Here’s part II of how to monetise your blog and social media accounts in which I will cover some things to think about when working with brands.
In Part I (click here) I discussed using ads and selling an e-book as well as joining ambassador program and creating content for brands as a form of income from blogging.
But if you want to start working with brands it can seem overwhelming and I’m sure you have a million questions such as…
How do you decide which brand to choose?
How do you get in contact with a brand?
How much should I charge?
I am going to do my best to answer them in this post.
Also don’t forget to pin this post so you can come back to it later!
HOW TO DECIDE WHICH BRANDS TO WORK WITH
I usually consider at least a few of these things when deciding which brands to work with
- How well established is the brand?
This includes establishing the size of the company and their following on social media. Smaller start up companies or brands may be more willing to work with you if you are a new blogger, but they usually have a smaller budget and fewer followers to promote your content to than bigger and more established brands. It’s not necessarily a bad thing but just something to be aware of.
- What is the ethos of the company?
Do their values match yours? I think that it is so important to stay true to yourself as a blogger and only work with companies who share your philosophies. You can usually tell if you feel connected to the company after a quick browse on their website. Personally, I prefer to work with business owners who are genuinely passionate about their brand and believe in their products than large faceless companies.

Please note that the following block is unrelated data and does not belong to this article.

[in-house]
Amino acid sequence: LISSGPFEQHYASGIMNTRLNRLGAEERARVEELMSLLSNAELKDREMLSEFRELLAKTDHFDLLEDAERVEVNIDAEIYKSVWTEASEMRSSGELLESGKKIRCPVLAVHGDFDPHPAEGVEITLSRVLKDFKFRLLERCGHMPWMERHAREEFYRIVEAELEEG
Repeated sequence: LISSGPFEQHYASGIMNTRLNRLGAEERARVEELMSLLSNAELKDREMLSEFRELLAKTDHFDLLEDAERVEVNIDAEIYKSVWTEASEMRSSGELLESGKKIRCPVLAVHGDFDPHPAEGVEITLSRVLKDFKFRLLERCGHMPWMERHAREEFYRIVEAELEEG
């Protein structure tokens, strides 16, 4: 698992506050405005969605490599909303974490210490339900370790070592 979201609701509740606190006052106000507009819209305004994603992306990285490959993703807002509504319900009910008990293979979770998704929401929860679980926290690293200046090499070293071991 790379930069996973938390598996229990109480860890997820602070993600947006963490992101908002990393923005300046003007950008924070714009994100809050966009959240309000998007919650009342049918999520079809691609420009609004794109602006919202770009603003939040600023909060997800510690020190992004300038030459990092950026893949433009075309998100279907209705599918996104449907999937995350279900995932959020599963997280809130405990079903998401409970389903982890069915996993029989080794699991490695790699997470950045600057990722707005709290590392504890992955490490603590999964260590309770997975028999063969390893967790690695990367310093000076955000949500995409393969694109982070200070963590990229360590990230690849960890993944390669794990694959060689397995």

- Have you tried their products before?
If you’ve tried their products before and are totally in love with them then that’s always a good reason to consider working with a brand. Obviously, you will want to think about other things before you approach or accept an offer from them, but at least you know that you will be happy promoting their products. On the other hand, if there is a product that you are dying to try and maybe it is a bit out of your price range, you could contact the company to see if they would like to collaborate with you on a project using that product/ item.
It can be a little bit risky to agree to work with a brand before you have tried their product. I have had a few cases where I have arranged to use a product but then when I tried it I really didn’t like it. It felt so awkward when I had to email the company and tell them, but because I was very polite and said exactly why the product wasn’t to my taste and they were very understanding. Obviously in that case I didn’t make any money but I wasn’t stuck promoting something I didn’t like either.
- Will a new collaboration conflict with any of your existing agreements?